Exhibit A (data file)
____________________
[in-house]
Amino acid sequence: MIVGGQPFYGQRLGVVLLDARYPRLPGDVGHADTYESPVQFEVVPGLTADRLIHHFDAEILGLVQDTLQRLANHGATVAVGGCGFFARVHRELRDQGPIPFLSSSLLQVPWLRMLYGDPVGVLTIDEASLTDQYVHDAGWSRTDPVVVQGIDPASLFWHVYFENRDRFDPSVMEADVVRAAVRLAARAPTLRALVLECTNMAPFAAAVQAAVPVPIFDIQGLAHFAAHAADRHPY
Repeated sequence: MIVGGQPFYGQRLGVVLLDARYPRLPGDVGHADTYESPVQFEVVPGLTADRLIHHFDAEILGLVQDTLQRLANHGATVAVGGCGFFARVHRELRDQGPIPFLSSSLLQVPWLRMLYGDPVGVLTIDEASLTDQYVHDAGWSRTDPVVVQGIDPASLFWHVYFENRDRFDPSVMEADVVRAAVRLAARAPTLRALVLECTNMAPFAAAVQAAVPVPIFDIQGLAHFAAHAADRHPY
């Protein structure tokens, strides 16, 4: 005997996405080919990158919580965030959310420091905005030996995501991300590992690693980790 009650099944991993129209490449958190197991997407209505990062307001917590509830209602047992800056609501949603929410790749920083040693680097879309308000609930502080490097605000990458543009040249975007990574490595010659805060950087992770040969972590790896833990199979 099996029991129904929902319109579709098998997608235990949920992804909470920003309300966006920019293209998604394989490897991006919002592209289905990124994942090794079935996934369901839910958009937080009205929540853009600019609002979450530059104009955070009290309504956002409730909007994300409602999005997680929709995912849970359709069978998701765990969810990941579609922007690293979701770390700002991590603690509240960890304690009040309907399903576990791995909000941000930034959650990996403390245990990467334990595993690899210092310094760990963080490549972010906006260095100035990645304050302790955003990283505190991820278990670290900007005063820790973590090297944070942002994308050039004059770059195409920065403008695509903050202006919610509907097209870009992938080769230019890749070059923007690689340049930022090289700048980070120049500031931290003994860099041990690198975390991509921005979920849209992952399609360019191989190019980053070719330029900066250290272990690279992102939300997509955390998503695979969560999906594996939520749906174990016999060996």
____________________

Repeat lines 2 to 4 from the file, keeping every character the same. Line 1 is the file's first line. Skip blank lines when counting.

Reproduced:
Amino acid sequence: MIVGGQPFYGQRLGVVLLDARYPRLPGDVGHADTYESPVQFEVVPGLTADRLIHHFDAEILGLVQDTLQRLANHGATVAVGGCGFFARVHRELRDQGPIPFLSSSLLQVPWLRMLYGDPVGVLTIDEASLTDQYVHDAGWSRTDPVVVQGIDPASLFWHVYFENRDRFDPSVMEADVVRAAVRLAARAPTLRALVLECTNMAPFAAAVQAAVPVPIFDIQGLAHFAAHAADRHPY
Repeated sequence: MIVGGQPFYGQRLGVVLLDARYPRLPGDVGHADTYESPVQFEVVPGLTADRLIHHFDAEILGLVQDTLQRLANHGATVAVGGCGFFARVHRELRDQGPIPFLSSSLLQVPWLRMLYGDPVGVLTIDEASLTDQYVHDAGWSRTDPVVVQGIDPASLFWHVYFENRDRFDPSVMEADVVRAAVRLAARAPTLRALVLECTNMAPFAAAVQAAVPVPIFDIQGLAHFAAHAADRHPY
């Protein structure tokens, strides 16, 4: 005997996405080919990158919580965030959310420091905005030996995501991300590992690693980790 009650099944991993129209490449958190197991997407209505990062307001917590509830209602047992800056609501949603929410790749920083040693680097879309308000609930502080490097605000990458543009040249975007990574490595010659805060950087992770040969972590790896833990199979 099996029991129904929902319109579709098998997608235990949920992804909470920003309300966006920019293209998604394989490897991006919002592209289905990124994942090794079935996934369901839910958009937080009205929540853009600019609002979450530059104009955070009290309504956002409730909007994300409602999005997680929709995912849970359709069978998701765990969810990941579609922007690293979701770390700002991590603690509240960890304690009040309907399903576990791995909000941000930034959650990996403390245990990467334990595993690899210092310094760990963080490549972010906006260095100035990645304050302790955003990283505190991820278990670290900007005063820790973590090297944070942002994308050039004059770059195409920065403008695509903050202006919610509907097209870009992938080769230019890749070059923007690689340049930022090289700048980070120049500031931290003994860099041990690198975390991509921005979920849209992952399609360019191989190019980053070719330029900066250290272990690279992102939300997509955390998503695979969560999906594996939520749906174990016999060996």